UZ students protest fees hike

HARARE - College of Health Sciences students yesterday peacefully protested at the University of Zimbabwe (UZ) over a 35 percent fee hike imposed by the learning institution.

Administration informed students in a January 4, 2017 notice — signed by the university’s vice chancellor Levi Nyagura — that fees for medicine scholars had been increased to $1 043 from $773.

Efforts to obtain comment from the administration were fruitless as their phones went unanswered.

UZ’s Student Representative Council (SRC) described the move as “inconsiderate” and “ill-timed.”

“The fact that students dropped out of college en masse last year is evidence that they are struggling to make ends meet.

“It is common knowledge that the on-going economic crisis has rendered general citizens incapable of raising sufficient money to pay fees for their dependents,” the Council’s vice president Zivai Mhetu said.

“The UZ administration is fully aware of the challenges students are facing in securing fees yet it has chosen to raise fees when the situation on the ground actually demands a fees reduction,” he said.

The affected students argue that they were already struggling to pay fees before the hike due to economic challenges.

Student representative bodies have reported massive dropout rates at universities because of tuition fees challenges, with the  Zimbabwe National Students’ Union claiming that at least 12 000 threw in the towel in the first quarter of 2016 alone.

Hiking fees also makes it more difficult for the less-affluent, minority students to afford higher education.

Students see the trend as a form of privatisation that excludes the poor.

Weakening of the education system is considered particularly severe in a State hardest-hit by a biting economic recession.

UZ is expected to open for its second semester for the 2016/2017 academic year next month.

The students castigated the university’s administration for not consulting them before making the decision.

“The UZ administration, through the Senate, is supposed to consult us before it raises fees,” UZ SRC spokesperson Tafadzwa Chabata added.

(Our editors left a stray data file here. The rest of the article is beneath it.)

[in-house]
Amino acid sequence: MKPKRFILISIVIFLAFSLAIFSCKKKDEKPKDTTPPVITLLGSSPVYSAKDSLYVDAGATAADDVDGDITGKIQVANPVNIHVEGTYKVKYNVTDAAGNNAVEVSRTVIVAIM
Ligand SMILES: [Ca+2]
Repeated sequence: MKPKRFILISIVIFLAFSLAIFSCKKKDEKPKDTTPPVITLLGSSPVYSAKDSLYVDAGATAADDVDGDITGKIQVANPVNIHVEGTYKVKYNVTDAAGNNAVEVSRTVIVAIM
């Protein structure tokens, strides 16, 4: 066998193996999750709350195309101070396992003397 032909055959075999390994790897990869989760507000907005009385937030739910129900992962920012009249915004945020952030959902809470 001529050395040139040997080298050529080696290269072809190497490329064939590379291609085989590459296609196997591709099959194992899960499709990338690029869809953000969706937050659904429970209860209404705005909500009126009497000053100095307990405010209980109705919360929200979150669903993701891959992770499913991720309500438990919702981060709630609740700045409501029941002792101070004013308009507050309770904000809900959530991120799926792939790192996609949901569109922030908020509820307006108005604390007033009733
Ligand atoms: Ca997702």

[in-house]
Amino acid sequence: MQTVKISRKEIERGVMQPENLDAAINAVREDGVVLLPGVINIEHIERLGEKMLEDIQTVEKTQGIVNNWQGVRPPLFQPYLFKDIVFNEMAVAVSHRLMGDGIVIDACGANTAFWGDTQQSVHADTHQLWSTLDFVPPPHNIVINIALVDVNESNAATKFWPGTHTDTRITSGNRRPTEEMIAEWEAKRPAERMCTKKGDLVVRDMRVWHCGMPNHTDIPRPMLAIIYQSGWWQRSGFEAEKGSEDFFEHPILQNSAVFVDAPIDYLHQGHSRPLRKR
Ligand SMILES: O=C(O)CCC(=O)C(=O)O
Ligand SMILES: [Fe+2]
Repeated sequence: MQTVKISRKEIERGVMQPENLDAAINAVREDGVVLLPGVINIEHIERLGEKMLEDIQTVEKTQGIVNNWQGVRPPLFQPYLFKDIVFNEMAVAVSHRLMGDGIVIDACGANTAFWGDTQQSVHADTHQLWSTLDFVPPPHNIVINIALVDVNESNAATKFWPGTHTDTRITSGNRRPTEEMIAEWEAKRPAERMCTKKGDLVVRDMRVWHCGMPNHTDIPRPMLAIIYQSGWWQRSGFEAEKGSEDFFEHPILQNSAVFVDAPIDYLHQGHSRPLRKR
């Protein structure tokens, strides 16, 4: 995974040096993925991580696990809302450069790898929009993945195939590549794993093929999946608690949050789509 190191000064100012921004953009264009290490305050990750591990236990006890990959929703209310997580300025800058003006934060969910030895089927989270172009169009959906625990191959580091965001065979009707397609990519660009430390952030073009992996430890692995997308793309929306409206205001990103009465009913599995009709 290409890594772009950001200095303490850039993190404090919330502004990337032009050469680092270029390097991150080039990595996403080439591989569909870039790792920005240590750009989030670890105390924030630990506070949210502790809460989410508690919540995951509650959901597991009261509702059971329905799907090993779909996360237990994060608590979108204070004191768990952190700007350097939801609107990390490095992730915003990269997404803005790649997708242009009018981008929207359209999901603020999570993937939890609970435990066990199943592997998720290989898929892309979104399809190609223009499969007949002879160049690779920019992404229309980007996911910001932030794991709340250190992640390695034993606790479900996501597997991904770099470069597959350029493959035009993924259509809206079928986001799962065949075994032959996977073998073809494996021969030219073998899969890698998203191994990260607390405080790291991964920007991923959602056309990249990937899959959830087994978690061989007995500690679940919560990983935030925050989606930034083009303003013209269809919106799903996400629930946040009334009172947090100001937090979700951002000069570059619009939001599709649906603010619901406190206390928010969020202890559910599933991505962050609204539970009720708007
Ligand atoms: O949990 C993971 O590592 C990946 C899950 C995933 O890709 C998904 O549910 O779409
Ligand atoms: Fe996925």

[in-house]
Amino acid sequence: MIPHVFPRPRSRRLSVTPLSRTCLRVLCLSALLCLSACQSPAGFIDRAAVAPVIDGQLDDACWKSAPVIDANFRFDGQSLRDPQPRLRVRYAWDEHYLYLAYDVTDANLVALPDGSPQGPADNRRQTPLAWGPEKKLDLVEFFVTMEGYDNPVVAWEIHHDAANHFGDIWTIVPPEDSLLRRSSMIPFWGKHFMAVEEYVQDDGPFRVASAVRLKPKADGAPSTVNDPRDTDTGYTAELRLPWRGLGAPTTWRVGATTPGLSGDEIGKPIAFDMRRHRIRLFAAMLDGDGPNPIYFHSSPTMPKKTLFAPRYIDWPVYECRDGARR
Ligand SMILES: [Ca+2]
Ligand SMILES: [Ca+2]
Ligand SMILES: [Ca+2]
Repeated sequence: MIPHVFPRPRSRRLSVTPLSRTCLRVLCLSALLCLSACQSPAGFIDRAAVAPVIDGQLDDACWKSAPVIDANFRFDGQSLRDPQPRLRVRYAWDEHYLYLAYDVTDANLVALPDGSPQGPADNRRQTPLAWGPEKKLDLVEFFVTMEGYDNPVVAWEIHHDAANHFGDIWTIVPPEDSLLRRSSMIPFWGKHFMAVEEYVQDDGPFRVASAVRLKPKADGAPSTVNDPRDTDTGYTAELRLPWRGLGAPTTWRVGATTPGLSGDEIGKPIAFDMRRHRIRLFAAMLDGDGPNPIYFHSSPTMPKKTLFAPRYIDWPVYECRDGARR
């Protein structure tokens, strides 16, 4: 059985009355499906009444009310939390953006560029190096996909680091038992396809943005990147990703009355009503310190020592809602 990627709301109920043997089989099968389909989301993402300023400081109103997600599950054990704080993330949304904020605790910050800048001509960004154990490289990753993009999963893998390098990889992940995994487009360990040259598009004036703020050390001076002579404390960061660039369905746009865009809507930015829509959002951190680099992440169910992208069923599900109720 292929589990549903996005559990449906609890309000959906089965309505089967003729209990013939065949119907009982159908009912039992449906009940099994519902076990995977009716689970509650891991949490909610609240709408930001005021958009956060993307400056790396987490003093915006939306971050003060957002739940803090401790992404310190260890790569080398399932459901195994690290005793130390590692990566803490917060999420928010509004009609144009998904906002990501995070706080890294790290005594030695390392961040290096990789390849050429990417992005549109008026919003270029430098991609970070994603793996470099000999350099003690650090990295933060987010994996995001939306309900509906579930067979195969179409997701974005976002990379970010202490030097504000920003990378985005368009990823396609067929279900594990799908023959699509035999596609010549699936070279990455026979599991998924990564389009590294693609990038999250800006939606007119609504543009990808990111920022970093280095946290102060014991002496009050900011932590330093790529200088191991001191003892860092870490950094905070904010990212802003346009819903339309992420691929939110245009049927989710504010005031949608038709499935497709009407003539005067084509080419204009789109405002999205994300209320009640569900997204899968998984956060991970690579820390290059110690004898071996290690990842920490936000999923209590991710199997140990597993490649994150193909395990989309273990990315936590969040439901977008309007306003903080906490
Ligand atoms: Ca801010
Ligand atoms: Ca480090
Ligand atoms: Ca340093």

“As the UZ SRC, we were elected for the sole purpose of representing students and giving them a voice in college bodies such as the senate and fees revision committees where important issues such as those to do with fees are discussed,” he said.

“We are greatly disgruntled and immensely disappointed by the fact that the administration chose to raise fees behind our back and we will be taking the administration to task as soon as we meet as the SRC to plan a way forward.”

Unconfirmed reports say Lupane State University in Matabeleland also increased fees by close to $350.

Youth Advocacy for Reform and Democracy member, Howard Madya, lambasted government for failing to cater for students.

“The government no longer cares about students and officials are after self-enrichment. We will do all things necessary to ensure that the fees increment is suspended,” he said.

Comments (6)

This is what people fought for during the liberation struggle to raise fees to unreachable levels

The Observer - 10 January 2017

Enough Zanu enough! You've effed up everything from education to infrastructure. You have nothing else to offer us!

Young Zimbo - 10 January 2017

Fees must fall pliz. Allow students to succeed in their studies.

levi - 11 January 2017

The parents to those students are getting how much as salaries. Seriously what are we supposed to do as parents to afford fees for our kids in this country. How about other kids we have in different schools. Please be considerate when hiking these fees.

Tazvida Mango - 11 January 2017

As a patriotic Zimbabwean lets not pretend that any figure can be met unless we want to fuel CORRUPTION . The mind can be the workshop of the devil. Ordinary Zimbabweans are suffering and a few corrupt elements want to mislead the majority that all is well. Corruption should have no place in Zimbabwe as it influences misguided decisions like hiking fees when the current fees are tormenting the parents/guardians.

dandira Smason - 11 January 2017

Despite fee hikes at institutions of higher learning how does our government explain the demand for full fees from students who are on industrial attachment?

Alois Nzembe - 12 January 2017

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